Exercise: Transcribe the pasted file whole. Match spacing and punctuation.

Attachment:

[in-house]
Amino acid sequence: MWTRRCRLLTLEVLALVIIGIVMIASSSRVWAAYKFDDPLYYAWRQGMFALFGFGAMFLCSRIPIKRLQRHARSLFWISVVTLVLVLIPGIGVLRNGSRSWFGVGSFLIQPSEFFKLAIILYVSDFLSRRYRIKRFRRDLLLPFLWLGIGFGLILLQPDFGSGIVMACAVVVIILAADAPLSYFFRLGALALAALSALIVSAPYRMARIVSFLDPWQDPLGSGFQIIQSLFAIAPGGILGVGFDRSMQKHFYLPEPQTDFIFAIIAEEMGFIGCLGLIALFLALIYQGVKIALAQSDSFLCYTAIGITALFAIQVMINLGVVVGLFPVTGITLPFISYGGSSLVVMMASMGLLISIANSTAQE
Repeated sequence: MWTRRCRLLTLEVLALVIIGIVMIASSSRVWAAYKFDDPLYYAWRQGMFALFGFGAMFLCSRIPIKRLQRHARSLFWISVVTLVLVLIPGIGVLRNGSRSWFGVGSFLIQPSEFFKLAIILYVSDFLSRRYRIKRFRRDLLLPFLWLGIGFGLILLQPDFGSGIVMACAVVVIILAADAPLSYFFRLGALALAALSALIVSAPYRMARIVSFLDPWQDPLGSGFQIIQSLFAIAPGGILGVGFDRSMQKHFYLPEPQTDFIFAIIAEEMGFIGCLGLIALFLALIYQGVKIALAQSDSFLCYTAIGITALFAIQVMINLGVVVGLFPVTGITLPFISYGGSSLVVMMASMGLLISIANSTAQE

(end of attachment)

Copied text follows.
[in-house]
Amino acid sequence: MWTRRCRLLTLEVLALVIIGIVMIASSSRVWAAYKFDDPLYYAWRQGMFALFGFGAMFLCSRIPIKRLQRHARSLFWISVVTLVLVLIPGIGVLRNGSRSWFGVGSFLIQPSEFFKLAIILYVSDFLSRRYRIKRFRRDLLLPFLWLGIGFGLILLQPDFGSGIVMACAVVVIILAADAPLSYFFRLGALALAALSALIVSAPYRMARIVSFLDPWQDPLGSGFQIIQSLFAIAPGGILGVGFDRSMQKHFYLPEPQTDFIFAIIAEEMGFIGCLGLIALFLALIYQGVKIALAQSDSFLCYTAIGITALFAIQVMINLGVVVGLFPVTGITLPFISYGGSSLVVMMASMGLLISIANSTAQE
Repeated sequence: MWTRRCRLLTLEVLALVIIGIVMIASSSRVWAAYKFDDPLYYAWRQGMFALFGFGAMFLCSRIPIKRLQRHARSLFWISVVTLVLVLIPGIGVLRNGSRSWFGVGSFLIQPSEFFKLAIILYVSDFLSRRYRIKRFRRDLLLPFLWLGIGFGLILLQPDFGSGIVMACAVVVIILAADAPLSYFFRLGALALAALSALIVSAPYRMARIVSFLDPWQDPLGSGFQIIQSLFAIAPGGILGVGFDRSMQKHFYLPEPQTDFIFAIIAEEMGFIGCLGLIALFLALIYQGVKIALAQSDSFLCYTAIGITALFAIQVMINLGVVVGLFPVTGITLPFISYGGSSLVVMMASMGLLISIANSTAQE